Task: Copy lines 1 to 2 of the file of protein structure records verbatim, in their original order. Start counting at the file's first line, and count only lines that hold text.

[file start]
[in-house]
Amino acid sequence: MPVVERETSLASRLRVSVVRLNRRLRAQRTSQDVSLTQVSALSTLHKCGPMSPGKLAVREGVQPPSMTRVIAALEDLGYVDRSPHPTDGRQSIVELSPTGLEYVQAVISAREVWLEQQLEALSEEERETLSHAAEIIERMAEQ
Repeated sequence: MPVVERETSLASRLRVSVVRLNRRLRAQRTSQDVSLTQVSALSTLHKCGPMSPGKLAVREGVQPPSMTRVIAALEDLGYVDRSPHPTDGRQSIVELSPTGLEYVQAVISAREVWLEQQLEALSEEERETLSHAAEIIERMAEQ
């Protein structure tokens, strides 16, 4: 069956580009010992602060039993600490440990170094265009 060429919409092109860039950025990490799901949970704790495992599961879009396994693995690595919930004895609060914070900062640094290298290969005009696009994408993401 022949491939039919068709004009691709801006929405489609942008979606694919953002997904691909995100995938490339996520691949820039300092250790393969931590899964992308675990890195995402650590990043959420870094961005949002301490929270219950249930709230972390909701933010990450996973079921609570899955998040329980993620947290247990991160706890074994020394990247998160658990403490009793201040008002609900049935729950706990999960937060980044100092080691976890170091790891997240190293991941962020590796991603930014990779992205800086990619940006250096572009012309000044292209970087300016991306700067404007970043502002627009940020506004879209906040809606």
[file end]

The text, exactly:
[in-house]
Amino acid sequence: MPVVERETSLASRLRVSVVRLNRRLRAQRTSQDVSLTQVSALSTLHKCGPMSPGKLAVREGVQPPSMTRVIAALEDLGYVDRSPHPTDGRQSIVELSPTGLEYVQAVISAREVWLEQQLEALSEEERETLSHAAEIIERMAEQ